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I think that the fundamental issue in Voltaire's support speaks to the idea that established authority can be wrong at moments, and their exercise of power in such instances has to be deemed as wrong. The challenge is that speaking out in such instances can be disastrous. Historical examples of this can be seen in Voltaire's own historical context. Speaking out against the French Monarchy and its abuse of power would have been one such historical example where it would have been "dangerous" to be right when "the established authority was wrong." The converse historical reality would have been equally true, also, in that the Reign of Terror in the French Revolution was an instance when the revolutionaries were wrong and speaking out against their abuse of perceived justice would have been right, yet spelled out disastrous consequences. Modern historical examples would include Hitler and the Nazis, an instant when speaking out would have been right, but carried with it undeniable consequences. Stalin's reign of the Soviet Union would have been another instance where Voltaire's statement would have been proven true with brutal consequences. All of these historical examples would have proven Voltaire being right in his mistrust of centralized authority structures.
There are many literary/historical evidence that could support that statement. The one that comes to mind is the case of Jean Calas.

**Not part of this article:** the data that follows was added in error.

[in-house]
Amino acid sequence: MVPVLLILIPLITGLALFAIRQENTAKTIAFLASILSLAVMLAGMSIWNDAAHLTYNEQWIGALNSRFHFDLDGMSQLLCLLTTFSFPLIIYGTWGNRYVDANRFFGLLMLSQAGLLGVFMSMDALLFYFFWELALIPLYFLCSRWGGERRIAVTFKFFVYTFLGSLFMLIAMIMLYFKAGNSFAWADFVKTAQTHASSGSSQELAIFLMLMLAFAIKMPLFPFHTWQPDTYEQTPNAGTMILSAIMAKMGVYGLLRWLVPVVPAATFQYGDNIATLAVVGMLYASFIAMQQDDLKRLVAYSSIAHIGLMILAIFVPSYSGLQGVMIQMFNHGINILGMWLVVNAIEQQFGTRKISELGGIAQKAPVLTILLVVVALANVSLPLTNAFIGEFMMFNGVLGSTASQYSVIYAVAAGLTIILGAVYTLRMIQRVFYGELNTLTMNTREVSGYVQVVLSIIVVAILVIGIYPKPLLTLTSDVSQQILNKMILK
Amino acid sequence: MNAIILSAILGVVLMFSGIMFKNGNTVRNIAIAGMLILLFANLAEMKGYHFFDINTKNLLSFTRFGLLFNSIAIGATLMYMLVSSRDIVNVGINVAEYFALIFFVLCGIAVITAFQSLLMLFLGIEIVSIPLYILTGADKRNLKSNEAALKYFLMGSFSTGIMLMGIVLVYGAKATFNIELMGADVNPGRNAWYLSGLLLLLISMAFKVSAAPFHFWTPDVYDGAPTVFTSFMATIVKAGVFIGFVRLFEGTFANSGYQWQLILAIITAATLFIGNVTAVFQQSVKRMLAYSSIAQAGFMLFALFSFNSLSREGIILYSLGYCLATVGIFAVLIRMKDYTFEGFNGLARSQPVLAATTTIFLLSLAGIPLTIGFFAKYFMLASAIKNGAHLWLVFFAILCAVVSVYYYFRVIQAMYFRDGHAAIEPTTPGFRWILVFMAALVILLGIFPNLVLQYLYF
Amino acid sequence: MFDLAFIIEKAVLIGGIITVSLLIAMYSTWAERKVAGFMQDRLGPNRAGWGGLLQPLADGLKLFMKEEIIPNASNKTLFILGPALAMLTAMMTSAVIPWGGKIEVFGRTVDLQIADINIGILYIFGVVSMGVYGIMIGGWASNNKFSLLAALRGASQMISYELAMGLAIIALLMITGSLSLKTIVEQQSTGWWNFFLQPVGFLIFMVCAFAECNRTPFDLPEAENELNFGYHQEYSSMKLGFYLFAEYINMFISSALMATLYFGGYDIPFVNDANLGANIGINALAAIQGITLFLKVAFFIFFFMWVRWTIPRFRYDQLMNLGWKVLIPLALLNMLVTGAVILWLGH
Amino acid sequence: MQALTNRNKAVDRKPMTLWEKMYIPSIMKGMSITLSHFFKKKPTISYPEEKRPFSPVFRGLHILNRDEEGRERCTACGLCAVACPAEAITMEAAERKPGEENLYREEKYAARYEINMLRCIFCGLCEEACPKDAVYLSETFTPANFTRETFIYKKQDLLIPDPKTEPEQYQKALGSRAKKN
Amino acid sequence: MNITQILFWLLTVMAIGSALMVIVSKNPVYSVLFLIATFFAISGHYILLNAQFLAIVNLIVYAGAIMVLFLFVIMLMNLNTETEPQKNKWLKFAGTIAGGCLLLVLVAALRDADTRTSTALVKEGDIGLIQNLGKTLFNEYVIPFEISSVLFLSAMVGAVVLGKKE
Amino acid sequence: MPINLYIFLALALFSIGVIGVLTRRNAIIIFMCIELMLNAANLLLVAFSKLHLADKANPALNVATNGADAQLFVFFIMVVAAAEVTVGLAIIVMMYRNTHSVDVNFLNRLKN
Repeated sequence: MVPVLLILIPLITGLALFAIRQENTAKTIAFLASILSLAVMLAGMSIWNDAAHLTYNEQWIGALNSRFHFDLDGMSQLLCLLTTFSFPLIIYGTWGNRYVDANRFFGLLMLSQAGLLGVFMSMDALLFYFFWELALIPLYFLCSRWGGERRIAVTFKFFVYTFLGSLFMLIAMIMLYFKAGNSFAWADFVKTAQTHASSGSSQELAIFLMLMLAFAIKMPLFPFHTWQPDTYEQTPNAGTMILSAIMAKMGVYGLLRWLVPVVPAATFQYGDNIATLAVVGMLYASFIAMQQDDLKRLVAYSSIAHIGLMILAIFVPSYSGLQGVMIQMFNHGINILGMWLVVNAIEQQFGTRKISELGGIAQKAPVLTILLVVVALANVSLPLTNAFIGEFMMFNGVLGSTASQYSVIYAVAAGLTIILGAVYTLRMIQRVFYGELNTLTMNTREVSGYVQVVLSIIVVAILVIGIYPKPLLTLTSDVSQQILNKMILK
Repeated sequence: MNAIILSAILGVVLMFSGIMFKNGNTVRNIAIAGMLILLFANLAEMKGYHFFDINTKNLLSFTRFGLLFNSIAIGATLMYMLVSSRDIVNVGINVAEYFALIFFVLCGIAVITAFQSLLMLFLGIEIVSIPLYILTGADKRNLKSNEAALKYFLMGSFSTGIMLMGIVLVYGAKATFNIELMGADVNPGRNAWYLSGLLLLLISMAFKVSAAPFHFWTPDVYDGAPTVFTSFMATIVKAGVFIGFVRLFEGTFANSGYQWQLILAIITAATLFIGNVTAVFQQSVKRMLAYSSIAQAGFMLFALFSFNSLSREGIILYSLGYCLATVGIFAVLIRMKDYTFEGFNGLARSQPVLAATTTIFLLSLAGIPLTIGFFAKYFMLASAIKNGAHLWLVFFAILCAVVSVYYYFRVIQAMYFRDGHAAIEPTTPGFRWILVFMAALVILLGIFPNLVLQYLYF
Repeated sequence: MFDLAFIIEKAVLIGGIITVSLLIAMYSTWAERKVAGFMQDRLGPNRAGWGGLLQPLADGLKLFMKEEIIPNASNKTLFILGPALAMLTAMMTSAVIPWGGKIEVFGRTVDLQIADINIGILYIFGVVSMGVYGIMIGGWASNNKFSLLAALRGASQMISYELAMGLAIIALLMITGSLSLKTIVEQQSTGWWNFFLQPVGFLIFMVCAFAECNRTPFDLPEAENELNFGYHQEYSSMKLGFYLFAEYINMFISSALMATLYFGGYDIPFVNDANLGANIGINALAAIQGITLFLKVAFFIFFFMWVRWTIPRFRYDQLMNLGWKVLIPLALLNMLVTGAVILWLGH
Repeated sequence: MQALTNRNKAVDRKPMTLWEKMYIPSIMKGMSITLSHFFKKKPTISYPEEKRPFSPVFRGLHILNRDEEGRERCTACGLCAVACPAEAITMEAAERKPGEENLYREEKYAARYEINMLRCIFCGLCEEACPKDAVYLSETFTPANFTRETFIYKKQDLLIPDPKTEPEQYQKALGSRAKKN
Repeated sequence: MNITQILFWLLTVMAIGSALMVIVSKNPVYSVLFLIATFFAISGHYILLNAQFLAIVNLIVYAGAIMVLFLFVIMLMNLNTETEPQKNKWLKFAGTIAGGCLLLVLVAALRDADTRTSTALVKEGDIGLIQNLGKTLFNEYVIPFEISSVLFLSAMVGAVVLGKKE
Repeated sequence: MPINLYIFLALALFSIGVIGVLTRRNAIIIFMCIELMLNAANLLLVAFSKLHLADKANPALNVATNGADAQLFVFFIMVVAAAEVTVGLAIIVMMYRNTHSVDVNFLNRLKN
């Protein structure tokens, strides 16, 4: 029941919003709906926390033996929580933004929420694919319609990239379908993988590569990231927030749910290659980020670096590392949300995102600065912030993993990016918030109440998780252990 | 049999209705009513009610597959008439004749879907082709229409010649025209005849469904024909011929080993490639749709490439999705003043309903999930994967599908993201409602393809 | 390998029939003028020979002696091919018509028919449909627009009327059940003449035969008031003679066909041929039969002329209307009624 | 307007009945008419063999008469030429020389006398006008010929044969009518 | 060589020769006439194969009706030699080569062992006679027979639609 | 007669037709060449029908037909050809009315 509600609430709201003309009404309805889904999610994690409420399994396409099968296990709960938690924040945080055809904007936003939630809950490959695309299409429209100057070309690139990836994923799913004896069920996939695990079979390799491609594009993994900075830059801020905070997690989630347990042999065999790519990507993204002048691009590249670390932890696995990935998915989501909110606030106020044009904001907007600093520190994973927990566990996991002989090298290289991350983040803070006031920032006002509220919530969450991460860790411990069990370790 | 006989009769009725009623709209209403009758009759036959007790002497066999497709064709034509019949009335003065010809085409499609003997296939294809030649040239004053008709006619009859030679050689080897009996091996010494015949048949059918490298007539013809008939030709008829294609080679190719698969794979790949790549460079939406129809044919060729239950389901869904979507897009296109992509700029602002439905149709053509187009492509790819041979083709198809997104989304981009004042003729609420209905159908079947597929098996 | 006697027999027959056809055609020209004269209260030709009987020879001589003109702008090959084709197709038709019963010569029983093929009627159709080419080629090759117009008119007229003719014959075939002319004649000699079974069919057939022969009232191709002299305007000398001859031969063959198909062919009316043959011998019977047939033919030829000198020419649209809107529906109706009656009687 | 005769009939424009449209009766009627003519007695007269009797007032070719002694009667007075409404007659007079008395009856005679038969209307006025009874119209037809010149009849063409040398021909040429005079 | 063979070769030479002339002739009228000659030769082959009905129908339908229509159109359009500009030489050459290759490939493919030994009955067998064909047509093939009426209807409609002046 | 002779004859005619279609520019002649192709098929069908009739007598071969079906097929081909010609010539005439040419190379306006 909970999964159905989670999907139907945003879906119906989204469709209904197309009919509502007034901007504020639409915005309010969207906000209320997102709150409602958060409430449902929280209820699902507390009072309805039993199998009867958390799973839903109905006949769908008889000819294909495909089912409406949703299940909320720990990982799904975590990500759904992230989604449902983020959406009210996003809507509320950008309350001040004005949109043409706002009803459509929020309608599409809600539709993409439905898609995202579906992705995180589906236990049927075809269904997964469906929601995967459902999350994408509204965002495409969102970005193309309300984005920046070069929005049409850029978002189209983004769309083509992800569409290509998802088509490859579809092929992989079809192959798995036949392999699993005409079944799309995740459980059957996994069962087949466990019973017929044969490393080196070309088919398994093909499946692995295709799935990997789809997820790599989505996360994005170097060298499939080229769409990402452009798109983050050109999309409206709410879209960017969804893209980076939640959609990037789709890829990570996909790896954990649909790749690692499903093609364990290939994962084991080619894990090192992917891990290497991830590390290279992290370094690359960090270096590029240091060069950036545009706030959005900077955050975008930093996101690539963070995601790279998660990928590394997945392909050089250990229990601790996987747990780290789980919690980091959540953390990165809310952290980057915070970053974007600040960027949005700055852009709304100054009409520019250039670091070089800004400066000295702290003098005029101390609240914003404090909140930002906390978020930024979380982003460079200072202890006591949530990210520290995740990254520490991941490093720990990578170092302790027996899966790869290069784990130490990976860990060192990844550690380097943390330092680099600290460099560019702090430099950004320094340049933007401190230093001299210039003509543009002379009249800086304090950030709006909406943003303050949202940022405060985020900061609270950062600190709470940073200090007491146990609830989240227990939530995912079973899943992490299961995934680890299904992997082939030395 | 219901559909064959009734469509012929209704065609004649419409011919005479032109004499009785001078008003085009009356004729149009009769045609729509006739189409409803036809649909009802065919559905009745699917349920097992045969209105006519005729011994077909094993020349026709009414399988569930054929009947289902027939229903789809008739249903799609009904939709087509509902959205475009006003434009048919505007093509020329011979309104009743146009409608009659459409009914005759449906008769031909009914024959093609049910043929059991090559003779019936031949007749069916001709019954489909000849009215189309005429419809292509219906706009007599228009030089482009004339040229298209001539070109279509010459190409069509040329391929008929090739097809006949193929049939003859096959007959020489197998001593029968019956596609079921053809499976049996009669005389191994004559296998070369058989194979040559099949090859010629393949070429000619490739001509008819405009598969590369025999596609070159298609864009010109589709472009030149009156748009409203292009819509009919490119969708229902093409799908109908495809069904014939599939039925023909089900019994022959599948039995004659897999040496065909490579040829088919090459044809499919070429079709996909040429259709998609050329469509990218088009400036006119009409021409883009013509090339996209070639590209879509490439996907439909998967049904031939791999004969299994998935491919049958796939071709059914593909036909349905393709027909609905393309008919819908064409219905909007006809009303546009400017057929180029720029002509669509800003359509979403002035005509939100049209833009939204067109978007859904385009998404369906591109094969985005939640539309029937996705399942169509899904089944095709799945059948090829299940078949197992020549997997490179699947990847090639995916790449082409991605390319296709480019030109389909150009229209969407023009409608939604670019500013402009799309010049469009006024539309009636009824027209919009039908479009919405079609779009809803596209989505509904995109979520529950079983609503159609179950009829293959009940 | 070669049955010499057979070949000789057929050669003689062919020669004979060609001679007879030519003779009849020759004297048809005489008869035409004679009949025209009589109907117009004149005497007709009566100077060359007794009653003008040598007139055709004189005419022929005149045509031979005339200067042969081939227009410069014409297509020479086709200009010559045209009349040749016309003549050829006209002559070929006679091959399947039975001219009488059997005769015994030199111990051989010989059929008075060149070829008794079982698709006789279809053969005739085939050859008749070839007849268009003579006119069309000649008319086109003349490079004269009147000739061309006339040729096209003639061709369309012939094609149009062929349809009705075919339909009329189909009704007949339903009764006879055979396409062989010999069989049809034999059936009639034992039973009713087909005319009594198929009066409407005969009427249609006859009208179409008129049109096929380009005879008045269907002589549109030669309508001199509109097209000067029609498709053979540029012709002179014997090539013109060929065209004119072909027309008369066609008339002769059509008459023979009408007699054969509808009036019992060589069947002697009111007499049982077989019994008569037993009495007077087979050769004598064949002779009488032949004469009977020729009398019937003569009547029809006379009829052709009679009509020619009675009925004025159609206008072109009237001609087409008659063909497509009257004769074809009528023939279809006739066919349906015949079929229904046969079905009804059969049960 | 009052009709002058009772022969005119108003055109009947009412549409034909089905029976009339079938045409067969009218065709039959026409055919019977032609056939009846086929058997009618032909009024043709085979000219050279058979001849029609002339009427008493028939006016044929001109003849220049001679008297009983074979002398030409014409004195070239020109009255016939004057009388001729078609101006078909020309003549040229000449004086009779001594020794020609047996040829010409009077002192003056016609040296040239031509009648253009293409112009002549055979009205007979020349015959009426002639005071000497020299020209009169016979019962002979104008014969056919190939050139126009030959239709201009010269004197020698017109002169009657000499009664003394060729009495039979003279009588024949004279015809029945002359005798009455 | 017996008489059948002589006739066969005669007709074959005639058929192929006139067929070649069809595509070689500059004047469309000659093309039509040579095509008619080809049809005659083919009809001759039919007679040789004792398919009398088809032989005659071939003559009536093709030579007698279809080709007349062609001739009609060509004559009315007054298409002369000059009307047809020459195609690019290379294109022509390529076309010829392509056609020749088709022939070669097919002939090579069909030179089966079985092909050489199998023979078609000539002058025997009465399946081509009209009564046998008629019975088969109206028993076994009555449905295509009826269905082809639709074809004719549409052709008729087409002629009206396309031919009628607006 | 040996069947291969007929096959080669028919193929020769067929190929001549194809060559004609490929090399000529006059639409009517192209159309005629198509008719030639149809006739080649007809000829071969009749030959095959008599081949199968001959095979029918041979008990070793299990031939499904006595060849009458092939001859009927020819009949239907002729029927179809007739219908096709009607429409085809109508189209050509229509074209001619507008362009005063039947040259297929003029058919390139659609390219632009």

Jean Calas was a protestant with a son who was converting to Catholicism. The son was found dead and the town of Toulouse immediately blamed Jean for his sons death because he wanted to prevent his son from practicing Catholicism. Jean Calas was tried in court and sentenced to death. After his death Voltaire convinced many that the sentencing was biased because the judges were all Catholic. The sentencing was reviewed and taken back. In reality, Jean Calas' son had committed suicide. After the ordeal Voltaire published a very controversial book called Traité sur la Tolérance.
One could argue that because of Voltaire's activism in searching for justice in Jean Calas' case, he ran the risk of facing dangeorous consequences. 18th century France was reigned over an absolute monarchy and anything or anyone that went against the morals of king and country would face punishment. It was also extremely dangerous for Voltaire, notorious with the French authorities, to publish Traité sur la Tolérance as he openly criticized the case of Jean Calas, the prejudice against Protestantism and France's corrupted judicial system.
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